THE GIANT'S HOUSE by Elizabeth McCracken

THE GIANT'S HOUSE

KIRKUS REVIEW

 McCracken's eccentric debut tale of a prim librarian's secret passion for the town giant presents an intriguing premise--one that is finally muted, unfortunately, by the excessively restrained tone of the narrator. Peggy Court, the newly appointed librarian to a small Cape Cod town in the 1950s, first meets James Carlson Sweatt when, as a six feet two inches tall 11-year-old, he is part of a school field trip to her circulation desk. A bright, curious boy, James immediately wins Peggy's icy heart, and they build a relationship based on a mutual interest--the pursuit of knowledge. As he grows older (and taller by the year--James suffers from a form of giantism in which the person never stops growing), and after the suicide of his mother, the two forge a rather curious bond. Lonely, bitter Peggy, ostensibly part caretaker, part mother figure, is in reality the one in need: Charismatic James, it seems, has plenty of friends and interests and, in fact, saves Peggy from her misanthropic self. Though James lives happily with his aunt and uncle, Peggy becomes obsessed during their ten-year relationship with James's needs, having a proportionate house and furniture built for him, and a car modified for his size. She sees to his medical problems, accompanies him on promotional tours, and chaperons his one-week stint as a headliner for the circus. Though their ``romance'' is the novel's concern, Peggy, narrating in flashbacks, is overly protective of her memories and vague as to the parameters of her love, thereby excluding the reader from a deeper engagement. Finally, after James's inevitably young death, the story takes a bizarre turn when Peggy has a one-night stand with James's grieving father, then claims that the child from that union was fathered by James. A promising idea, ultimately disappointing in execution: McCracken's first novel lacks the one aspect vital to its success- -concern for the lovers. (Book-of-the-Month Club selection)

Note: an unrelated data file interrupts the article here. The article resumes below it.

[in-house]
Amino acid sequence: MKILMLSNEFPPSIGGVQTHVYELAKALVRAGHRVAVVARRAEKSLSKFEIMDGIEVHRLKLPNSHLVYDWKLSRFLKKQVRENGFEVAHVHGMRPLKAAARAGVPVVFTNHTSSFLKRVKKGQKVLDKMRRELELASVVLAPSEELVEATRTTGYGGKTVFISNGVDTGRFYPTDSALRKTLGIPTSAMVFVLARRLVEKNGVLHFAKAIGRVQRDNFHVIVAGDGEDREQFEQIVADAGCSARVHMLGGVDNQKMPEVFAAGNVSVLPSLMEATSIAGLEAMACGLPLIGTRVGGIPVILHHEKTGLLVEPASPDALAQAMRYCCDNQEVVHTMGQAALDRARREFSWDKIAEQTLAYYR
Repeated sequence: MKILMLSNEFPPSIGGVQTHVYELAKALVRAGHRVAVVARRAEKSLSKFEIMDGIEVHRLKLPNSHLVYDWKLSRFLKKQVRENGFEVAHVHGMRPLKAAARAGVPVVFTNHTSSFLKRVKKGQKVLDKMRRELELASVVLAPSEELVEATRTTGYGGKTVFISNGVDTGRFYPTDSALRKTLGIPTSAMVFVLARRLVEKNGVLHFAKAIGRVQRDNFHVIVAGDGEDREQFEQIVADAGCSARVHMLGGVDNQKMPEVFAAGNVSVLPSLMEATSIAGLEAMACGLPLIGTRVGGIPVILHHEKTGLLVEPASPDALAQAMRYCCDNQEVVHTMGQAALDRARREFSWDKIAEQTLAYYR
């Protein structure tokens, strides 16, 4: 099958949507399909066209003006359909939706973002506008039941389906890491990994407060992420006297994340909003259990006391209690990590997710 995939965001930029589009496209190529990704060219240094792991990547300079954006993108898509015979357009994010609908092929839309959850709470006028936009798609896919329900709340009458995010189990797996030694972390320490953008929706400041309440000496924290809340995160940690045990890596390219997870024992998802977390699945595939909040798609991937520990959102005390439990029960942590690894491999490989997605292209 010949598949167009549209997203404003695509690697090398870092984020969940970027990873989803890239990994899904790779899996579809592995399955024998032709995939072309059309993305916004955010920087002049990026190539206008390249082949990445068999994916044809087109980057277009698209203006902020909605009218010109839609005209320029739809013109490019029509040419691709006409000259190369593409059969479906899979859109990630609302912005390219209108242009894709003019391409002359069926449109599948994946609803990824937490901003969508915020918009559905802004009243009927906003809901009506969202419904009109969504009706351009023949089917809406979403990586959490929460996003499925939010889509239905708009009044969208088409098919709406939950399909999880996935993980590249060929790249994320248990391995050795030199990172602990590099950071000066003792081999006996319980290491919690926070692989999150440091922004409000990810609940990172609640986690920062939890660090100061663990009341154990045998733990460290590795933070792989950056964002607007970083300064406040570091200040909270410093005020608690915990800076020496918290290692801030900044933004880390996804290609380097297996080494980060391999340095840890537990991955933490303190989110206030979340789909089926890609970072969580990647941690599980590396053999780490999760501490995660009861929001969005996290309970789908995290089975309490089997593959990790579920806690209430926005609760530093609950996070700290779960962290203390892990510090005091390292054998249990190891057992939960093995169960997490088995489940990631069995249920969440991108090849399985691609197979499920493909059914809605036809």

Pub Date: July 1st, 1996
ISBN: 0-385-31433-7
Page count: 272pp
Publisher: Dial
Review Posted Online:
Kirkus Reviews Issue: May 1st, 1996




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